World’s first robot that has a brain and thinks

Japanese scientists have developed the world’s first “thinking” robot that can tilt its path and avoid walls and obstacles.

The robot has brain-like nerve cells that were grown in a laboratory. When these cells are electrically stimulated, the device successfully navigates through small mazes. The researchers say a method called “physical reservoir computing” enables the device to sense brain waves and avoid obstacles. “These neurons, or nerve cells, are grown from living cells,” he said.
“They behave like the physical memory of a computer to create coherent messages.

This is the first time intelligence has been “trained” into robots. As the robot moves along a spiral path, information about the environment is transmitted to it.
If an AI device turns or goes in the wrong direction, an electric shock is delivered to the nerve cells that have been killed. In a series of experiments, the device constantly received messages until it successfully completed the task.

The round device – about 3 inches (7.5 cm) in diameter and 2 inches (5 cm) high – fits in the palm of your hand. Has. ”
This research opens the door to designing devices that can solve problems with human-like thinking.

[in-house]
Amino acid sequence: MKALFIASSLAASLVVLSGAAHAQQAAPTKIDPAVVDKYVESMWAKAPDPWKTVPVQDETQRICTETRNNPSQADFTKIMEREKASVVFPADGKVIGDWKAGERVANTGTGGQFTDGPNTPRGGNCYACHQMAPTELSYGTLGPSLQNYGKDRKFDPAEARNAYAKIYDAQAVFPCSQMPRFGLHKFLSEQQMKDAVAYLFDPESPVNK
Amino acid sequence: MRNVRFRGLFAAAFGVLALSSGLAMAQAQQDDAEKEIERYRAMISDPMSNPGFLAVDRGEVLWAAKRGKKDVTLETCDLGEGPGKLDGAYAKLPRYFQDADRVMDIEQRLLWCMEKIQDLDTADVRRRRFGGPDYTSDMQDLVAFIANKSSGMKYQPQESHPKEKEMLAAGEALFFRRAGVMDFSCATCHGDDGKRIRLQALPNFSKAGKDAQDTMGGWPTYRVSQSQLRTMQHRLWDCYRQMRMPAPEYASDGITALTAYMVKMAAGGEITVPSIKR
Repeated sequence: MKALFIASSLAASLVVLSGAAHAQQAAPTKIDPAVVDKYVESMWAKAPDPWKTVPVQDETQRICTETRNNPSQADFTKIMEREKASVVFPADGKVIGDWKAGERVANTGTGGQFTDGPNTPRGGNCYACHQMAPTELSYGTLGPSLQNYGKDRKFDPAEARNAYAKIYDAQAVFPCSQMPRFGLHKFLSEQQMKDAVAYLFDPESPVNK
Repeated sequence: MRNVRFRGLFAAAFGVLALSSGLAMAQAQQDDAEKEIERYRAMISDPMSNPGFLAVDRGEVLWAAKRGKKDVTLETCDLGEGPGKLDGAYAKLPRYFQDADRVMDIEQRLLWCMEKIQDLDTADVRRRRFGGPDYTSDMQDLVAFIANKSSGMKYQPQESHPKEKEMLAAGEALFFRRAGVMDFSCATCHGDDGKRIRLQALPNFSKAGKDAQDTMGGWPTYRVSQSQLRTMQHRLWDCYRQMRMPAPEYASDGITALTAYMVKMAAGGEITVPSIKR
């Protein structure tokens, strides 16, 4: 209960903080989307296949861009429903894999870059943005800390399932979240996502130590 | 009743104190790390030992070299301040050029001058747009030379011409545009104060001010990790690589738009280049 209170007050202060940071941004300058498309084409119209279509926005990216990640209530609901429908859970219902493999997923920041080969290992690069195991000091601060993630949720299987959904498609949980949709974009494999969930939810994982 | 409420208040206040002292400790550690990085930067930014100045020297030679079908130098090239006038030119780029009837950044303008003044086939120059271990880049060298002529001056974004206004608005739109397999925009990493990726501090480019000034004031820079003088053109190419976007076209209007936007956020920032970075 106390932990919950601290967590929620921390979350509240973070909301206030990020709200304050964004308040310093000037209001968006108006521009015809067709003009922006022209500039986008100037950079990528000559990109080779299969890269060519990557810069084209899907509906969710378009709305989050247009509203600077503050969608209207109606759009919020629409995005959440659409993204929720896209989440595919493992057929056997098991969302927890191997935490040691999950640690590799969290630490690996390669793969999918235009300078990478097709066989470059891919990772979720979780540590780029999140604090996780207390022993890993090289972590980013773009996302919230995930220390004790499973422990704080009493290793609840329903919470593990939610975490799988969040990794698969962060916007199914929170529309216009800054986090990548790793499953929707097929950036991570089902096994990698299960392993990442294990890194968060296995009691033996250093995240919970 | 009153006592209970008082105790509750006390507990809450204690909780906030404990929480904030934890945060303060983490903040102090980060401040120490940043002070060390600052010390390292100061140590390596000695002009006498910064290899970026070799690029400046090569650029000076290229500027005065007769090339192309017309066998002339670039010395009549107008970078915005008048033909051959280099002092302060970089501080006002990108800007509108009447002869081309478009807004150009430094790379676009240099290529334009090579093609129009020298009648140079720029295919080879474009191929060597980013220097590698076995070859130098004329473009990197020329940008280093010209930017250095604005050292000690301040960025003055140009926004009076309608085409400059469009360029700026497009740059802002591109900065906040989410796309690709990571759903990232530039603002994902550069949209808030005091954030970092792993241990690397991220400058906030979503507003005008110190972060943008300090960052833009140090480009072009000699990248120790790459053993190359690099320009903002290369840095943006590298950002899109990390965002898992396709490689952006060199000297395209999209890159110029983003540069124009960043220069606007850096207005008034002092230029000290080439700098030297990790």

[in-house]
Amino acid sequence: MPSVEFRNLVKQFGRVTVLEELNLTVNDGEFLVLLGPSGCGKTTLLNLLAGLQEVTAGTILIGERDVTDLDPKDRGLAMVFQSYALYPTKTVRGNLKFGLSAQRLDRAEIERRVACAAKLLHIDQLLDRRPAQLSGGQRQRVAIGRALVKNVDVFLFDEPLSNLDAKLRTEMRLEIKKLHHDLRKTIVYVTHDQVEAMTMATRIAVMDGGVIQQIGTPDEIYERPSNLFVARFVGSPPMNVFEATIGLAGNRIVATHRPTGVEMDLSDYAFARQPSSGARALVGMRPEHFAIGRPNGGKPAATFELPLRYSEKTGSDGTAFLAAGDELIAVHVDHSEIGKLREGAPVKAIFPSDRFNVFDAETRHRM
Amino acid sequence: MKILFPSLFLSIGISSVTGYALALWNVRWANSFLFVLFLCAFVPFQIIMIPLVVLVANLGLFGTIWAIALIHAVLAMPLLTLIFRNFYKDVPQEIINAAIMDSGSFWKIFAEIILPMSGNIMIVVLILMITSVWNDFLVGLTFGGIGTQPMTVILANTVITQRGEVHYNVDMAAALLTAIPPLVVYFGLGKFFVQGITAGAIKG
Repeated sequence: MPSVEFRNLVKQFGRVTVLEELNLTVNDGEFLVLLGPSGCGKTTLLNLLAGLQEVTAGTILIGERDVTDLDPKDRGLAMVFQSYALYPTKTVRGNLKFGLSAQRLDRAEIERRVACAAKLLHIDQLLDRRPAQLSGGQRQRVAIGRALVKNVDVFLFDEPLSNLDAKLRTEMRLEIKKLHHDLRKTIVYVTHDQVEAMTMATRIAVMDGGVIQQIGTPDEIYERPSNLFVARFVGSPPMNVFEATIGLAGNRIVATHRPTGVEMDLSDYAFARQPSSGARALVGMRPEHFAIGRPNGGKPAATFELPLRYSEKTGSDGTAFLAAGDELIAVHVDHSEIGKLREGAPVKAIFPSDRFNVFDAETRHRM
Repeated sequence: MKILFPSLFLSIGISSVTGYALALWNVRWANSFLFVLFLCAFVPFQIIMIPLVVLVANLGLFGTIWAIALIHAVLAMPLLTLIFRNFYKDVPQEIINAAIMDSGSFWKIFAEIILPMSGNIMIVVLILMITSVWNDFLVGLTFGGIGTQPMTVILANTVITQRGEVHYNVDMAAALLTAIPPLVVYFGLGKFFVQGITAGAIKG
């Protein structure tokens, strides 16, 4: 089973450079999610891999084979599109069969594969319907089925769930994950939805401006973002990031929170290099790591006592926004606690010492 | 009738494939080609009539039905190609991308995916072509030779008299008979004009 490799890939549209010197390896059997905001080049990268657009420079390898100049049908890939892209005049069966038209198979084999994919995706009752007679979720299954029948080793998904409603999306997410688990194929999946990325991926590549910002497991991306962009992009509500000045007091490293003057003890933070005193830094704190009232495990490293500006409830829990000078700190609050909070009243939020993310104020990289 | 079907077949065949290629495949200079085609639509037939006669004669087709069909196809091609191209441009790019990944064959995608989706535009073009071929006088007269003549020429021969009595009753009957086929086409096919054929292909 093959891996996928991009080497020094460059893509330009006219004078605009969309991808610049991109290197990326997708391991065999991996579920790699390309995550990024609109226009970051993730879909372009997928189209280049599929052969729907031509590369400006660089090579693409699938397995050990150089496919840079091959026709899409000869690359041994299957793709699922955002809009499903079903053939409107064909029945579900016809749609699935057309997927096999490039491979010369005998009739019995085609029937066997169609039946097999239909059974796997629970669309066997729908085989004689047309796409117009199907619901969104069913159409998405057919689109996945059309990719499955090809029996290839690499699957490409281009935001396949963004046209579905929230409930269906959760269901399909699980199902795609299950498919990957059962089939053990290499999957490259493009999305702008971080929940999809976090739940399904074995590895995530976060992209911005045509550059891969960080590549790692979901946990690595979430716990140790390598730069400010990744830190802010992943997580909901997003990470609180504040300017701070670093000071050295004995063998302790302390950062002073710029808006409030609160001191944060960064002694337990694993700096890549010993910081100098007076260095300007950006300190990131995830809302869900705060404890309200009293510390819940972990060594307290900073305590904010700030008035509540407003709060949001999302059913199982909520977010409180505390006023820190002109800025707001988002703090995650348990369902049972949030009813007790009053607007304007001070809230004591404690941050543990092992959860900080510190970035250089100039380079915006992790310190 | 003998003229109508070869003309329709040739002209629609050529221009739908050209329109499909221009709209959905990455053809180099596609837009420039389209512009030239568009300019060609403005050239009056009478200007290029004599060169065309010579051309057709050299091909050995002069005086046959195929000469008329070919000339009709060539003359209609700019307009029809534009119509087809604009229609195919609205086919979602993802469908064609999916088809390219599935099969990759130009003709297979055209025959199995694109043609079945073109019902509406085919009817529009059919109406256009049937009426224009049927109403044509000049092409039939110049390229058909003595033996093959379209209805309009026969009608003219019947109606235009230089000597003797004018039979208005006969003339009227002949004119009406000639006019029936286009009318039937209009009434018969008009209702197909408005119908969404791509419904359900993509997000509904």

“These results show that goal-directed behaviour can be generated without additional learning by sending a message to the physical system,” said Professor Takahashi, a computer engineer at the University of Tokyo. “It’s not black and white, but relies entirely on test pulses and electrical errors.”
Robots are expected to take over much of the work now done by humans in the next 50 years.
“In an experimental run, live culture [cells] were put into the carrier robot to help it find a way to pass through the helix,” Professor Takahashi said.
He is inspired by the idea that intelligence arises from a mechanism that creates coherence from a chaotic situation.
Using this principle, the robot creates a “memory” of information that helps it understand and solve the problem.
According to Professor Takahashi, “The brain of an elementary school student is not able to solve the mathematical questions of the university entrance exam, probably because the dynamics of the brain or the calculation of the physical reservoir is not sufficient.”
“The ability to do things is determined by the richness of the set of peripheral patterns that the network generates.”
The Japanese group hopes this success will lead to the development of supercomputers that can adapt to the human brain.
The study also hopes to shed light on new dimensions of brain mechanism and the cause of diseases such as Alzheimer’s and Parkinson’s.


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